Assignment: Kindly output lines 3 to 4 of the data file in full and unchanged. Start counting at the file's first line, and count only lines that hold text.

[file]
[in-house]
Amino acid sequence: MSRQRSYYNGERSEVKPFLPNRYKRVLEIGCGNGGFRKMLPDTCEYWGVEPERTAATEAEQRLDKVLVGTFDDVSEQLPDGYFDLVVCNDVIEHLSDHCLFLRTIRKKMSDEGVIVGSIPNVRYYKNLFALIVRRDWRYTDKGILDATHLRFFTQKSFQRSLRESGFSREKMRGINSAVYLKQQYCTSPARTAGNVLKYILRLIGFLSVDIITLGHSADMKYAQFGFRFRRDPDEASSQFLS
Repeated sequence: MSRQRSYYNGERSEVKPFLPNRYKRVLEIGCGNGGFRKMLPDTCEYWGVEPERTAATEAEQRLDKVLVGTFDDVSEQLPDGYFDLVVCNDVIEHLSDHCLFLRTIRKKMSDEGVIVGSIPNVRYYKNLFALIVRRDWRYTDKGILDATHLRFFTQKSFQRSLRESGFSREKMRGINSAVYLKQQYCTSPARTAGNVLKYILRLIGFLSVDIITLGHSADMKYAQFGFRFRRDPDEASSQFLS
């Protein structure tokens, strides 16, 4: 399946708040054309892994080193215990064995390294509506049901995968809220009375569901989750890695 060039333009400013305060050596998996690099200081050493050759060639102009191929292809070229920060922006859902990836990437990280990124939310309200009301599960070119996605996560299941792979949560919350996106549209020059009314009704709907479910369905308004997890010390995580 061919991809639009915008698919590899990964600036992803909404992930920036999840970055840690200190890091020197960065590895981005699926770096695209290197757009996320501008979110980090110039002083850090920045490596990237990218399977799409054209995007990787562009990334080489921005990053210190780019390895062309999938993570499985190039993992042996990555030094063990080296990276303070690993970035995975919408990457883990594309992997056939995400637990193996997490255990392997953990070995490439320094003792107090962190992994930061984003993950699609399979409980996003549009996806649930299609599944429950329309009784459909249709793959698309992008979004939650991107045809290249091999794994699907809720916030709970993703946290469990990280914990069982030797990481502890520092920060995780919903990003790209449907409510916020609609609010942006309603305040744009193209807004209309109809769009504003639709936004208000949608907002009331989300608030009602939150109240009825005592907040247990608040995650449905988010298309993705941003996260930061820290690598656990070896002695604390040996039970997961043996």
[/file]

Repeated sequence: MSRQRSYYNGERSEVKPFLPNRYKRVLEIGCGNGGFRKMLPDTCEYWGVEPERTAATEAEQRLDKVLVGTFDDVSEQLPDGYFDLVVCNDVIEHLSDHCLFLRTIRKKMSDEGVIVGSIPNVRYYKNLFALIVRRDWRYTDKGILDATHLRFFTQKSFQRSLRESGFSREKMRGINSAVYLKQQYCTSPARTAGNVLKYILRLIGFLSVDIITLGHSADMKYAQFGFRFRRDPDEASSQFLS
């Protein structure tokens, strides 16, 4: 399946708040054309892994080193215990064995390294509506049901995968809220009375569901989750890695 060039333009400013305060050596998996690099200081050493050759060639102009191929292809070229920060922006859902990836990437990280990124939310309200009301599960070119996605996560299941792979949560919350996106549209020059009314009704709907479910369905308004997890010390995580 061919991809639009915008698919590899990964600036992803909404992930920036999840970055840690200190890091020197960065590895981005699926770096695209290197757009996320501008979110980090110039002083850090920045490596990237990218399977799409054209995007990787562009990334080489921005990053210190780019390895062309999938993570499985190039993992042996990555030094063990080296990276303070690993970035995975919408990457883990594309992997056939995400637990193996997490255990392997953990070995490439320094003792107090962190992994930061984003993950699609399979409980996003549009996806649930299609599944429950329309009784459909249709793959698309992008979004939650991107045809290249091999794994699907809720916030709970993703946290469990990280914990069982030797990481502890520092920060995780919903990003790209449907409510916020609609609010942006309603305040744009193209807004209309109809769009504003639709936004208000949608907002009331989300608030009602939150109240009825005592907040247990608040995650449905988010298309993705941003996260930061820290690598656990070896002695604390040996039970997961043996």